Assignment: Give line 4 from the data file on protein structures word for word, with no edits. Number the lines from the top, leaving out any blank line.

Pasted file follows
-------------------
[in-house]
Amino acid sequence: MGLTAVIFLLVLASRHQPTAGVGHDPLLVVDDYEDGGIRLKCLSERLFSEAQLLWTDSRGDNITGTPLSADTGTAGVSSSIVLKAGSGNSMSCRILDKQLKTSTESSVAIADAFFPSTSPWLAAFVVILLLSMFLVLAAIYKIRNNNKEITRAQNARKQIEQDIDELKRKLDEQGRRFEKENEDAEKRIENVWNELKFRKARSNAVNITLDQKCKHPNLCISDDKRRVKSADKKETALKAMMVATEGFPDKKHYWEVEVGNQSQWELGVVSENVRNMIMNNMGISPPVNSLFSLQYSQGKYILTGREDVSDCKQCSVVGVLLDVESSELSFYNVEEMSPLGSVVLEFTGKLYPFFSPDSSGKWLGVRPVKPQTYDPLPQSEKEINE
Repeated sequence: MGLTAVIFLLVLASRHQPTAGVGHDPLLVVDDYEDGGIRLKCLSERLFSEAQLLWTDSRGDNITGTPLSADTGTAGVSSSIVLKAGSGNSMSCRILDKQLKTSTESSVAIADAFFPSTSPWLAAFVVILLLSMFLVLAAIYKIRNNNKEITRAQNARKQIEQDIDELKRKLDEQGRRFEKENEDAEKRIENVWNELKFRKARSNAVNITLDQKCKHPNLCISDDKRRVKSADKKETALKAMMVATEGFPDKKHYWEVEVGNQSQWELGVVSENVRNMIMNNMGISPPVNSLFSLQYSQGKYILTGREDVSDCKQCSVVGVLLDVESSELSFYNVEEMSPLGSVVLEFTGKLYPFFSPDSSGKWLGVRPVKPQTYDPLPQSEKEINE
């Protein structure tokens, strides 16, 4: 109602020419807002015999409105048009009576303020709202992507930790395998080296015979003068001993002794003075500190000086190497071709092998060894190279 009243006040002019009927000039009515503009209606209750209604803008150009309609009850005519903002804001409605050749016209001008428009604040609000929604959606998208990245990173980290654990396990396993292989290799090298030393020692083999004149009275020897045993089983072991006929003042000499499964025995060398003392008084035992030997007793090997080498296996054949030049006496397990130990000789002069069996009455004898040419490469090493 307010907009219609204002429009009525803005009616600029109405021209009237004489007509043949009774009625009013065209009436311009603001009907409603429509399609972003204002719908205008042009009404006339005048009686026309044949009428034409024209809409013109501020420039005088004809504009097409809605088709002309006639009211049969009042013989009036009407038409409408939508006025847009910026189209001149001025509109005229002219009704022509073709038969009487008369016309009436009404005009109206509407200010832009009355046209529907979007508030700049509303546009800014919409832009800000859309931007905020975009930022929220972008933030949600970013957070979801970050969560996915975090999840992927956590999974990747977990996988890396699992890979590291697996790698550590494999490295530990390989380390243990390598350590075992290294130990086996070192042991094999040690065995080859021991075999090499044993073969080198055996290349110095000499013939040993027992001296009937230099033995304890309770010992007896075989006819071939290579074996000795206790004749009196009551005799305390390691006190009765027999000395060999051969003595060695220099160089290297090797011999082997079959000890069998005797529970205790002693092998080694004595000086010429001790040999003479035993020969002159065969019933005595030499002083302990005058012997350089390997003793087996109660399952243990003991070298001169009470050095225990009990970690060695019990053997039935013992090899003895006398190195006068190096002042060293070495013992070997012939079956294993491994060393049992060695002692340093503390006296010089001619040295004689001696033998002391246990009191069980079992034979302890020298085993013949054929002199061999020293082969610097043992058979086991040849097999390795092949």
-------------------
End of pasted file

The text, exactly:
């Protein structure tokens, strides 16, 4: 109602020419807002015999409105048009009576303020709202992507930790395998080296015979003068001993002794003075500190000086190497071709092998060894190279 009243006040002019009927000039009515503009209606209750209604803008150009309609009850005519903002804001409605050749016209001008428009604040609000929604959606998208990245990173980290654990396990396993292989290799090298030393020692083999004149009275020897045993089983072991006929003042000499499964025995060398003392008084035992030997007793090997080498296996054949030049006496397990130990000789002069069996009455004898040419490469090493 307010907009219609204002429009009525803005009616600029109405021209009237004489007509043949009774009625009013065209009436311009603001009907409603429509399609972003204002719908205008042009009404006339005048009686026309044949009428034409024209809409013109501020420039005088004809504009097409809605088709002309006639009211049969009042013989009036009407038409409408939508006025847009910026189209001149001025509109005229002219009704022509073709038969009487008369016309009436009404005009109206509407200010832009009355046209529907979007508030700049509303546009800014919409832009800000859309931007905020975009930022929220972008933030949600970013957070979801970050969560996915975090999840992927956590999974990747977990996988890396699992890979590291697996790698550590494999490295530990390989380390243990390598350590075992290294130990086996070192042991094999040690065995080859021991075999090499044993073969080198055996290349110095000499013939040993027992001296009937230099033995304890309770010992007896075989006819071939290579074996000795206790004749009196009551005799305390390691006190009765027999000395060999051969003595060695220099160089290297090797011999082997079959000890069998005797529970205790002693092998080694004595000086010429001790040999003479035993020969002159065969019933005595030499002083302990005058012997350089390997003793087996109660399952243990003991070298001169009470050095225990009990970690060695019990053997039935013992090899003895006398190195006068190096002042060293070495013992070997012939079956294993491994060393049992060695002692340093503390006296010089001619040295004689001696033998002391246990009191069980079992034979302890020298085993013949054929002199061999020293082969610097043992058979086991040849097999390795092949």